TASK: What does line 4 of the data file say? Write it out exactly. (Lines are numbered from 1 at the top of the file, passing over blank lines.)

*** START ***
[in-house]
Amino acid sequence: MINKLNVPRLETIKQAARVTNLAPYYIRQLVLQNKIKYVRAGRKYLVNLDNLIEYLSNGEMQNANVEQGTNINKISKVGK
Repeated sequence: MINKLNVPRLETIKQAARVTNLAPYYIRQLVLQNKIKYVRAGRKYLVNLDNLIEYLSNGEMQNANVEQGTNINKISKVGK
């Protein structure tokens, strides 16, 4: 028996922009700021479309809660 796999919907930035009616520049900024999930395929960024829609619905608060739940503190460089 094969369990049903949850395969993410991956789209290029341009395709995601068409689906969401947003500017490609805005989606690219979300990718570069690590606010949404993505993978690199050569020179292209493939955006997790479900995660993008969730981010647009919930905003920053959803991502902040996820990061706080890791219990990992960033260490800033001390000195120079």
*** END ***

């Protein structure tokens, strides 16, 4: 028996922009700021479309809660 796999919907930035009616520049900024999930395929960024829609619905608060739940503190460089 094969369990049903949850395969993410991956789209290029341009395709995601068409689906969401947003500017490609805005989606690219979300990718570069690590606010949404993505993978690199050569020179292209493939955006997790479900995660993008969730981010647009919930905003920053959803991502902040996820990061706080890791219990990992960033260490800033001390000195120079």